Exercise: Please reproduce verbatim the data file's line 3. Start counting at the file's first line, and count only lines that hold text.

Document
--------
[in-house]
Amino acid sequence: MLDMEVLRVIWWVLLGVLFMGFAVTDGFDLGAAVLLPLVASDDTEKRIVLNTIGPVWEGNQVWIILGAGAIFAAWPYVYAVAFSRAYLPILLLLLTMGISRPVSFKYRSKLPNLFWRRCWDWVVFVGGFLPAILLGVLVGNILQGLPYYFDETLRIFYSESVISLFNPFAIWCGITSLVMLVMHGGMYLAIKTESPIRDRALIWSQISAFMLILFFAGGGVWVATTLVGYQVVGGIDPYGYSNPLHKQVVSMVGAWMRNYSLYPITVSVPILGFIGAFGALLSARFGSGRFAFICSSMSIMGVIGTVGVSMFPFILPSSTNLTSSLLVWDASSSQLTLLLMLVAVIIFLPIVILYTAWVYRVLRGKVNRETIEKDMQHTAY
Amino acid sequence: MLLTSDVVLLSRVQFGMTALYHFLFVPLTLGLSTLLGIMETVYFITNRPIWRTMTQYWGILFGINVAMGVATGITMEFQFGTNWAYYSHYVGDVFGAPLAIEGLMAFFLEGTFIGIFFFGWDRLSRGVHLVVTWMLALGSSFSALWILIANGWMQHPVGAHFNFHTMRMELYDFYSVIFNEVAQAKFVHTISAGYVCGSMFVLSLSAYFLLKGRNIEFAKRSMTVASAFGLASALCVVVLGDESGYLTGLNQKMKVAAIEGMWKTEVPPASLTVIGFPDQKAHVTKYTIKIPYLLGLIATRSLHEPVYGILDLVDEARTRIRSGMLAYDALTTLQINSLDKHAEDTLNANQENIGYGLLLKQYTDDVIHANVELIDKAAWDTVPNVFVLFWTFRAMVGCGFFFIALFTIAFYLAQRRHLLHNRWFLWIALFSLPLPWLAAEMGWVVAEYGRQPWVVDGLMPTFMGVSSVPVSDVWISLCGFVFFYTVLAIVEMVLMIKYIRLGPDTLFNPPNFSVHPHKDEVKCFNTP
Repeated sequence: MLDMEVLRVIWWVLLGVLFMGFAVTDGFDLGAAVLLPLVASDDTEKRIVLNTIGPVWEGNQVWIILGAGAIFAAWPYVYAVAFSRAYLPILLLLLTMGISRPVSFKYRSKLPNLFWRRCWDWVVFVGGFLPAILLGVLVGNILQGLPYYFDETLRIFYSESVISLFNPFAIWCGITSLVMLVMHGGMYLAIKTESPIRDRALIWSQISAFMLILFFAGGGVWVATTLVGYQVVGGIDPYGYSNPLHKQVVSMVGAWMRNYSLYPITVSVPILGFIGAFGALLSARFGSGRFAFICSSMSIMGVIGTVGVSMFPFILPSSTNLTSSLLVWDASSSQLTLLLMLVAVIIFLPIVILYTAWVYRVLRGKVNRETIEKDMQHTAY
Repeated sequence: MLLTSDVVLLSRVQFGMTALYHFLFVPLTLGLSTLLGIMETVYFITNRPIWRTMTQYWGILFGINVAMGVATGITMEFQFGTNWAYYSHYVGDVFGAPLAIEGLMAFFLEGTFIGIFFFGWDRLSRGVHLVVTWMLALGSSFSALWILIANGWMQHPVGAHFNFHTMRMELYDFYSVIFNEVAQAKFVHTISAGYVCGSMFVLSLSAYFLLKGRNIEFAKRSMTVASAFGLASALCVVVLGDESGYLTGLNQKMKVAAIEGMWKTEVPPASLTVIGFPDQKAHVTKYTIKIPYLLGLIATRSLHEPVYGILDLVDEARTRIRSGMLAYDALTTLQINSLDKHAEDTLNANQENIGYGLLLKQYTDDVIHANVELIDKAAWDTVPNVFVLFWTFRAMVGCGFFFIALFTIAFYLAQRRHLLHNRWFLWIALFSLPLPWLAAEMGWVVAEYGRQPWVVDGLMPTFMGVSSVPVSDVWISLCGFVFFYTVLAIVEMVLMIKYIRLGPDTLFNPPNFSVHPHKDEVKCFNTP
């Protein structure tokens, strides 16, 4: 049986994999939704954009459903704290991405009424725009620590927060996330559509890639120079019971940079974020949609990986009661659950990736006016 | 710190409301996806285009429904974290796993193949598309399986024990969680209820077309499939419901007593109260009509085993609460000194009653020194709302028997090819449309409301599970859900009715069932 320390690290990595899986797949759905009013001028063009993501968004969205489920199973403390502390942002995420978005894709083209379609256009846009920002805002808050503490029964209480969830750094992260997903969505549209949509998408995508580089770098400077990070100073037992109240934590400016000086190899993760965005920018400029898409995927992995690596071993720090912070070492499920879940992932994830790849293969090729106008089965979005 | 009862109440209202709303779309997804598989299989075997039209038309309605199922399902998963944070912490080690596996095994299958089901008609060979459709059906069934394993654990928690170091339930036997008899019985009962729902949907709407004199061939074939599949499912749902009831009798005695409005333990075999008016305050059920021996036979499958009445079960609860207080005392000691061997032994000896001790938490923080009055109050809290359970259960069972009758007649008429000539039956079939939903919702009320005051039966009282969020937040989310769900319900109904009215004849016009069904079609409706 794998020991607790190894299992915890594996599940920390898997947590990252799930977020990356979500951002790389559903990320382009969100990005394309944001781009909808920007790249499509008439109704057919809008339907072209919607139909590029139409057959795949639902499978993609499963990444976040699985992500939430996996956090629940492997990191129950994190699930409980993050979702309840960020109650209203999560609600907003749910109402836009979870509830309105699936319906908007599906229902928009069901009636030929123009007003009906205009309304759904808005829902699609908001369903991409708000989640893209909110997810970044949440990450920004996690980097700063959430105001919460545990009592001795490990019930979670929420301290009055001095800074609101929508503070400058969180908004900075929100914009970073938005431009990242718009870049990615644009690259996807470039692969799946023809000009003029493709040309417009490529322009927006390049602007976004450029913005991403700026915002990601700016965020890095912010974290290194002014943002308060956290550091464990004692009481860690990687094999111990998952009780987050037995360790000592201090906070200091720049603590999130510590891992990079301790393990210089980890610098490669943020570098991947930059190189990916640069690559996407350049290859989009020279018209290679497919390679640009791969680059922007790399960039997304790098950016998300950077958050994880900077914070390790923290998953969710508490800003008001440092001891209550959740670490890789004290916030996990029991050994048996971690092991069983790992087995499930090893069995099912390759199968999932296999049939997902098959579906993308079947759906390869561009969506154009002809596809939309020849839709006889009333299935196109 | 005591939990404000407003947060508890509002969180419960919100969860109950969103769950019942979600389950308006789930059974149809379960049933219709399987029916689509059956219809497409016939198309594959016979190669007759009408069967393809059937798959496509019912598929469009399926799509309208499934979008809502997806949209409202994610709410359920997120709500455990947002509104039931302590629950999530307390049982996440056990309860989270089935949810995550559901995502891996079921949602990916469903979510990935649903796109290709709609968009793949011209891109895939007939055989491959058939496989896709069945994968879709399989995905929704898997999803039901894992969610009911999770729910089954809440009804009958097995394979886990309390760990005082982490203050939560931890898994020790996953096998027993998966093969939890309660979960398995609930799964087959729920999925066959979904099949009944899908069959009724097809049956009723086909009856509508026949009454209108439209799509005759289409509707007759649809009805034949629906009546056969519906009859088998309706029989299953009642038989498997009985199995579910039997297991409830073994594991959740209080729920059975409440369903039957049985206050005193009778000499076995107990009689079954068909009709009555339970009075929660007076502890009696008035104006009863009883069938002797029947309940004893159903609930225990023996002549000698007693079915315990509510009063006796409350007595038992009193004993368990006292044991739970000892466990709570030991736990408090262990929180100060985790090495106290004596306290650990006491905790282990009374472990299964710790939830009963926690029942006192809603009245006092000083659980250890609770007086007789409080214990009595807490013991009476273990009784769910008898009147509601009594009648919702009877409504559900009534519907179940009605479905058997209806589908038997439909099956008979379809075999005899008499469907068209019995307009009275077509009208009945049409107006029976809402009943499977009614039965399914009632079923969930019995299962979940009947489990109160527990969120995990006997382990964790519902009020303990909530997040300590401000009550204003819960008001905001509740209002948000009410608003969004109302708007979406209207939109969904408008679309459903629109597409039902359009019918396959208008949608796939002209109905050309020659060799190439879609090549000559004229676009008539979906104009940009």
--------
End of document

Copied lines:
Amino acid sequence: MLLTSDVVLLSRVQFGMTALYHFLFVPLTLGLSTLLGIMETVYFITNRPIWRTMTQYWGILFGINVAMGVATGITMEFQFGTNWAYYSHYVGDVFGAPLAIEGLMAFFLEGTFIGIFFFGWDRLSRGVHLVVTWMLALGSSFSALWILIANGWMQHPVGAHFNFHTMRMELYDFYSVIFNEVAQAKFVHTISAGYVCGSMFVLSLSAYFLLKGRNIEFAKRSMTVASAFGLASALCVVVLGDESGYLTGLNQKMKVAAIEGMWKTEVPPASLTVIGFPDQKAHVTKYTIKIPYLLGLIATRSLHEPVYGILDLVDEARTRIRSGMLAYDALTTLQINSLDKHAEDTLNANQENIGYGLLLKQYTDDVIHANVELIDKAAWDTVPNVFVLFWTFRAMVGCGFFFIALFTIAFYLAQRRHLLHNRWFLWIALFSLPLPWLAAEMGWVVAEYGRQPWVVDGLMPTFMGVSSVPVSDVWISLCGFVFFYTVLAIVEMVLMIKYIRLGPDTLFNPPNFSVHPHKDEVKCFNTP